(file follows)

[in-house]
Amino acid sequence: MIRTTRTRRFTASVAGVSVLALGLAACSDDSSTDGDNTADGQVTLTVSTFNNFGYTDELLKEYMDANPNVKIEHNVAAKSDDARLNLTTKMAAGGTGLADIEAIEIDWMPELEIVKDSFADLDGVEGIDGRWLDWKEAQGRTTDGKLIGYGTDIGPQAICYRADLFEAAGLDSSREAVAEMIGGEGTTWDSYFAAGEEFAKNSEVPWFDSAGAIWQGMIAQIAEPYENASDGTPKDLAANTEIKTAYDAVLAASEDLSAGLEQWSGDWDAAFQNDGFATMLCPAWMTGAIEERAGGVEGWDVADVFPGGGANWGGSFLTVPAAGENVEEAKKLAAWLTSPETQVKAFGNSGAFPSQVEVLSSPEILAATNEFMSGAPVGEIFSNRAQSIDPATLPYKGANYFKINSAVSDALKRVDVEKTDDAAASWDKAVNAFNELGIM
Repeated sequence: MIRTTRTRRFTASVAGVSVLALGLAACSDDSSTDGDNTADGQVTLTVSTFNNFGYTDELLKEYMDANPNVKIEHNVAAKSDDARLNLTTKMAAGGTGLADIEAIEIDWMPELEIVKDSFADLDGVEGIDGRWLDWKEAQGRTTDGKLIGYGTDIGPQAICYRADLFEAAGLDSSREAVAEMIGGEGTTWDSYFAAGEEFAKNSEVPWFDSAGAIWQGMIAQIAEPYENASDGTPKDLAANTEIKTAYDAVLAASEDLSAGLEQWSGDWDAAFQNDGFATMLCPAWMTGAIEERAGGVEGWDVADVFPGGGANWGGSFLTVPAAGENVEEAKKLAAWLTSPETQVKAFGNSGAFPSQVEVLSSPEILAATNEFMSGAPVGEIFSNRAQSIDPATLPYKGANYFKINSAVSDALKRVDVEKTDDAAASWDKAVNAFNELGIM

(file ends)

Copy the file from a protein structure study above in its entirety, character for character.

[in-house]
Amino acid sequence: MIRTTRTRRFTASVAGVSVLALGLAACSDDSSTDGDNTADGQVTLTVSTFNNFGYTDELLKEYMDANPNVKIEHNVAAKSDDARLNLTTKMAAGGTGLADIEAIEIDWMPELEIVKDSFADLDGVEGIDGRWLDWKEAQGRTTDGKLIGYGTDIGPQAICYRADLFEAAGLDSSREAVAEMIGGEGTTWDSYFAAGEEFAKNSEVPWFDSAGAIWQGMIAQIAEPYENASDGTPKDLAANTEIKTAYDAVLAASEDLSAGLEQWSGDWDAAFQNDGFATMLCPAWMTGAIEERAGGVEGWDVADVFPGGGANWGGSFLTVPAAGENVEEAKKLAAWLTSPETQVKAFGNSGAFPSQVEVLSSPEILAATNEFMSGAPVGEIFSNRAQSIDPATLPYKGANYFKINSAVSDALKRVDVEKTDDAAASWDKAVNAFNELGIM
Repeated sequence: MIRTTRTRRFTASVAGVSVLALGLAACSDDSSTDGDNTADGQVTLTVSTFNNFGYTDELLKEYMDANPNVKIEHNVAAKSDDARLNLTTKMAAGGTGLADIEAIEIDWMPELEIVKDSFADLDGVEGIDGRWLDWKEAQGRTTDGKLIGYGTDIGPQAICYRADLFEAAGLDSSREAVAEMIGGEGTTWDSYFAAGEEFAKNSEVPWFDSAGAIWQGMIAQIAEPYENASDGTPKDLAANTEIKTAYDAVLAASEDLSAGLEQWSGDWDAAFQNDGFATMLCPAWMTGAIEERAGGVEGWDVADVFPGGGANWGGSFLTVPAAGENVEEAKKLAAWLTSPETQVKAFGNSGAFPSQVEVLSSPEILAATNEFMSGAPVGEIFSNRAQSIDPATLPYKGANYFKINSAVSDALKRVDVEKTDDAAASWDKAVNAFNELGIM